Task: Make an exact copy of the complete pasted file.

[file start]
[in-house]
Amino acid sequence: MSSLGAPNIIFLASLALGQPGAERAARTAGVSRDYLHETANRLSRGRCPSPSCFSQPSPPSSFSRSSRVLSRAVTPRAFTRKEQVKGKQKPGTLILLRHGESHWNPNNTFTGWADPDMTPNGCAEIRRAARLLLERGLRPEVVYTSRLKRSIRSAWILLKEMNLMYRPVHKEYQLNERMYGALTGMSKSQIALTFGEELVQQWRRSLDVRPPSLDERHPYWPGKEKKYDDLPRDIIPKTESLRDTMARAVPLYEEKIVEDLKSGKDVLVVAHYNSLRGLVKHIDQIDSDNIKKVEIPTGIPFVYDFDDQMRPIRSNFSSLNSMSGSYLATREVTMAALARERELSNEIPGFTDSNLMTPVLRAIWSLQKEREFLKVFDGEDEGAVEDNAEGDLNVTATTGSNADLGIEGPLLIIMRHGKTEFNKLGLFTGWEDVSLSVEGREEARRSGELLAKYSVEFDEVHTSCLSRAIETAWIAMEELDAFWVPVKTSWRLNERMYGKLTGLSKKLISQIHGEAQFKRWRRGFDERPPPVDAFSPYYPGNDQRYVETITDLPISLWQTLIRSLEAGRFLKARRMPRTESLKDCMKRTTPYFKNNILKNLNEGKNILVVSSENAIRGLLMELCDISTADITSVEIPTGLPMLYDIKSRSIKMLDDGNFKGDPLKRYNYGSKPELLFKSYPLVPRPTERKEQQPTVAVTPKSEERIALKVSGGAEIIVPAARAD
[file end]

[in-house]
Amino acid sequence: MSSLGAPNIIFLASLALGQPGAERAARTAGVSRDYLHETANRLSRGRCPSPSCFSQPSPPSSFSRSSRVLSRAVTPRAFTRKEQVKGKQKPGTLILLRHGESHWNPNNTFTGWADPDMTPNGCAEIRRAARLLLERGLRPEVVYTSRLKRSIRSAWILLKEMNLMYRPVHKEYQLNERMYGALTGMSKSQIALTFGEELVQQWRRSLDVRPPSLDERHPYWPGKEKKYDDLPRDIIPKTESLRDTMARAVPLYEEKIVEDLKSGKDVLVVAHYNSLRGLVKHIDQIDSDNIKKVEIPTGIPFVYDFDDQMRPIRSNFSSLNSMSGSYLATREVTMAALARERELSNEIPGFTDSNLMTPVLRAIWSLQKEREFLKVFDGEDEGAVEDNAEGDLNVTATTGSNADLGIEGPLLIIMRHGKTEFNKLGLFTGWEDVSLSVEGREEARRSGELLAKYSVEFDEVHTSCLSRAIETAWIAMEELDAFWVPVKTSWRLNERMYGKLTGLSKKLISQIHGEAQFKRWRRGFDERPPPVDAFSPYYPGNDQRYVETITDLPISLWQTLIRSLEAGRFLKARRMPRTESLKDCMKRTTPYFKNNILKNLNEGKNILVVSSENAIRGLLMELCDISTADITSVEIPTGLPMLYDIKSRSIKMLDDGNFKGDPLKRYNYGSKPELLFKSYPLVPRPTERKEQQPTVAVTPKSEERIALKVSGGAEIIVPAARAD